In great contrast to fellow best-of entrant Inception and others of its ilk released the same year, Mark Romanek’s Never Let Me Go, his adaptation of Kazuo Ishiguro’s eponymous novel, subverts the usual expectations of a science-fiction narrative, taking the dystopian plot from its usual dreamscape futurama and placing it into a time more familiar to us (in the book, early- to mid-1990s; the film, late-1980s to early-1990s). The alternate universe in question is a world where disease and illness have decreased and life expectancy has increased, all made possible through advances in clone technology. Here, clones are groomed to donate their vital organs once they reach a certain age — until, ultimately, they achieve “completion.”
As the clones themselves, the film introduced then still-rising stars Carey Mulligan and Andrew Garfield, with beautifully-pitched performances as Cathy H and Tommy, two clones who have known and loved one another since childhood. Alongside them, the already well-established Keira Knightley also delivers a memorable, performance as their morally ambiguous childhood friend, Ruth, who reunites them later on in life. With Alex Garland’s adapted screenplay, combined with Alex Kimmel’s artful cinematography, all under Romanek’s sensitive direction, Never Let Me Go deftly straddles the thematic elements Ishiguro put into play in the original source material: mainly, the ethics of cloning technology — as well as the intricacies of humanity, and the tenuous grasp we humans have at understanding it.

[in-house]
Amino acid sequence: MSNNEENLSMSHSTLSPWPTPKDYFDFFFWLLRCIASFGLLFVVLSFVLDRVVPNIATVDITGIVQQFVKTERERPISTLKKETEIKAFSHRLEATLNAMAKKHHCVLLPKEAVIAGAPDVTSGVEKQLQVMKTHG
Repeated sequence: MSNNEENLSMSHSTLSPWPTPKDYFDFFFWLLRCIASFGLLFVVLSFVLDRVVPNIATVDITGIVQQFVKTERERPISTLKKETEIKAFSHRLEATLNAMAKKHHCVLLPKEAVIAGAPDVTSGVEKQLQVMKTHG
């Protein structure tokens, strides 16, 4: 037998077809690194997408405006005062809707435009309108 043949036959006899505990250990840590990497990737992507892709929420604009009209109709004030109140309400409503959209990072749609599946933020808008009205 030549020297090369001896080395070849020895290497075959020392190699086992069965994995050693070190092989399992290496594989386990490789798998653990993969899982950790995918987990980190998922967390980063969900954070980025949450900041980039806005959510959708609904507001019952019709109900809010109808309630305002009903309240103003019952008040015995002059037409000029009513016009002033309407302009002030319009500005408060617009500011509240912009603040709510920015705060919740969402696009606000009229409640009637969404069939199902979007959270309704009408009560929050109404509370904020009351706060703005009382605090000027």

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Images courtesy of Fox Searchlight Pictures and imdb.com.
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